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Return type autodetection in templates

 
 
Tim Wesson
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      07-08-2003
Does anyone know if it is possible to choose between the below
templates (or similar ones) according to the promotion rules for
types T and U?

Thanks,

Tim Wesson.

[...]

template<typename T, typename U>
inline matrix<T> operator+(const matrix<T>& m, const matrix<U>& n)
{ return matrix<T> (m) += n; }

template<typename T, typename U>
inline matrix<U> operator+(const matrix<T>& m, const matrix<U>& n)
{ return matrix<U> (m) += n; }

int main (void)
{
matrix<double> matd1, matd2;
matrix<float> matf1, matf2;

cout << matd1 * matf1 << '\n'; // should print matrix<double> ...
cout << matf2 * matd2 << '\n'; // should print matrix<double> ...
}
 
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Howard Hinnant
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      07-08-2003
In article <(E-Mail Removed)> , Tim Wesson
<(E-Mail Removed)> wrote:

| Does anyone know if it is possible to choose between the below
| templates (or similar ones) according to the promotion rules for
| types T and U?
|
| Thanks,
|
| Tim Wesson.
|
| [...]
|
| template<typename T, typename U>
| inline matrix<T> operator+(const matrix<T>& m, const matrix<U>& n)
| { return matrix<T> (m) += n; }
|
| template<typename T, typename U>
| inline matrix<U> operator+(const matrix<T>& m, const matrix<U>& n)
| { return matrix<U> (m) += n; }
|
| int main (void)
| {
| matrix<double> matd1, matd2;
| matrix<float> matf1, matf2;
|
| cout << matd1 * matf1 << '\n'; // should print matrix<double> ...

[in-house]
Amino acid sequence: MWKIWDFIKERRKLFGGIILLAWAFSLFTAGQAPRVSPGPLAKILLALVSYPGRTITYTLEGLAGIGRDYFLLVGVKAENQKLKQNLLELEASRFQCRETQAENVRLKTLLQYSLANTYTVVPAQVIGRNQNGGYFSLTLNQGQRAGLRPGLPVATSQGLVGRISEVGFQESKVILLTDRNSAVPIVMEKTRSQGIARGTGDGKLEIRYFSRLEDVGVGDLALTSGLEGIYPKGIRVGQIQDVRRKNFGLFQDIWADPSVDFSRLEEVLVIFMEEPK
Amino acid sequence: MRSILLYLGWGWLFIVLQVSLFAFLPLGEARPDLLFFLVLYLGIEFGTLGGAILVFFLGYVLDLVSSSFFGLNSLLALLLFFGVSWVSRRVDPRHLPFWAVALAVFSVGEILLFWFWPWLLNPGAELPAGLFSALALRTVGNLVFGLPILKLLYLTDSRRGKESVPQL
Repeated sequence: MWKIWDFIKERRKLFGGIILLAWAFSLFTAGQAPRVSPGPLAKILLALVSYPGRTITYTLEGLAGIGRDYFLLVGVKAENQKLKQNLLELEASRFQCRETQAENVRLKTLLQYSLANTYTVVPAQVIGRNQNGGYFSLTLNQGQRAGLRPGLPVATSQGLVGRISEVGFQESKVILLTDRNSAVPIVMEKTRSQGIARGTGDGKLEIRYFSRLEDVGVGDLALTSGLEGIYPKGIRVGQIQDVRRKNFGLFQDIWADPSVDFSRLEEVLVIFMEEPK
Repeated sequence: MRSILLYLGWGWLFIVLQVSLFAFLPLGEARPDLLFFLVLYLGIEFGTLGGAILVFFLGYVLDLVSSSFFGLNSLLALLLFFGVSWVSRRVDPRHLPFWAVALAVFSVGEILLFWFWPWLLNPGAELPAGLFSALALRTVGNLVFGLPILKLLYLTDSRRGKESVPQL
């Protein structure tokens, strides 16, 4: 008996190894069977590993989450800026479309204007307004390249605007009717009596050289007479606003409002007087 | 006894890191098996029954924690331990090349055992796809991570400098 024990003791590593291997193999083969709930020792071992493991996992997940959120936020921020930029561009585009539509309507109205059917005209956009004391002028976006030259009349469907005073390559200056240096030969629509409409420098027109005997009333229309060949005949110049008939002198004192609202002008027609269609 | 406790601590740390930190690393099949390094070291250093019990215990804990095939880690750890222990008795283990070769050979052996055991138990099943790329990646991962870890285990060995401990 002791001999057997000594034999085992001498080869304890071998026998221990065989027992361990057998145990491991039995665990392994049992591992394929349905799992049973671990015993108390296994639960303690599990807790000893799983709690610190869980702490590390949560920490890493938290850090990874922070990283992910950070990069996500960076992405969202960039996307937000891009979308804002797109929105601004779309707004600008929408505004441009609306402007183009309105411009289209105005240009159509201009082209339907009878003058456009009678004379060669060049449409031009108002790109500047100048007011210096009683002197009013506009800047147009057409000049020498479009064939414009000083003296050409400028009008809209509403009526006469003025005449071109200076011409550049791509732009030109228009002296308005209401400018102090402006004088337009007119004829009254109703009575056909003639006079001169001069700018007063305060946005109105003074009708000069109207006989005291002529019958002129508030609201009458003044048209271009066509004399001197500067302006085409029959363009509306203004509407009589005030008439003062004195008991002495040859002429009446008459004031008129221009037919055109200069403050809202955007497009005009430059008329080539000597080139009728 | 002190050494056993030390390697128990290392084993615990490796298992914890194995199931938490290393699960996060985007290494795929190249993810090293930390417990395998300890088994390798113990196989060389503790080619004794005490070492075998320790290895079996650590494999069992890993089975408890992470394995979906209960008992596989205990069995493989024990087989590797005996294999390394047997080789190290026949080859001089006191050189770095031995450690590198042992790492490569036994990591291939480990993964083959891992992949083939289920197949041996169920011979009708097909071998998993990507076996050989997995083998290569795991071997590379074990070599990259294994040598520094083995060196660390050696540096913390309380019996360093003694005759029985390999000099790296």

| cout << matf2 * matd2 << '\n'; // should print matrix<double> ...
| }

You can sort of do this today. But it doesn't scale well if you have
lots of different types to combine. For just float and double you
might try something like:

template <class T, class U> struct promote;
template <> struct promote<double, double> {typedef double type;};
template <> struct promote<double, float> {typedef double type;};
template <> struct promote<float, double> {typedef double type;};
template <> struct promote<float, float> {typedef float type;};

template<typename T, typename U>
inline
matrix<typename promote<T,U>::type>
operator+(const matrix<T>& m, const matrix<U>& n)
{
matrix<typename promote<T,U>::type> temp(m);
temp += n;
return temp;
}

This also shows a potential optimization: Assuming matrix:perator+=
returns a matrix&, don't return that. Instead return the temp directly
as shown above. The former disables return value optimization. The
latter does not.

If you happen to be running on gnu, or Metrowerks CodeWarrior, you
might try __typeof__:

template<typename T, typename U>
inline
matrix<__typeof__(T() + U())>
operator+(const matrix<T>& m, const matrix<U>& n)
{
matrix<__typeof__(T() + U())> temp(m);
temp += n;
return temp;
}

This scales better, but isn't standard. However the committee is hotly
debating a typeof-like animal for C++0X.

--
Howard Hinnant
Metrowerks
 
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Tim Wesson
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      07-09-2003
Howard Hinnant <(E-Mail Removed)> wrote in message news:<080720031112342430%(E-Mail Removed)>.. .
> In article <(E-Mail Removed)> , Tim Wesson
> <(E-Mail Removed)> wrote: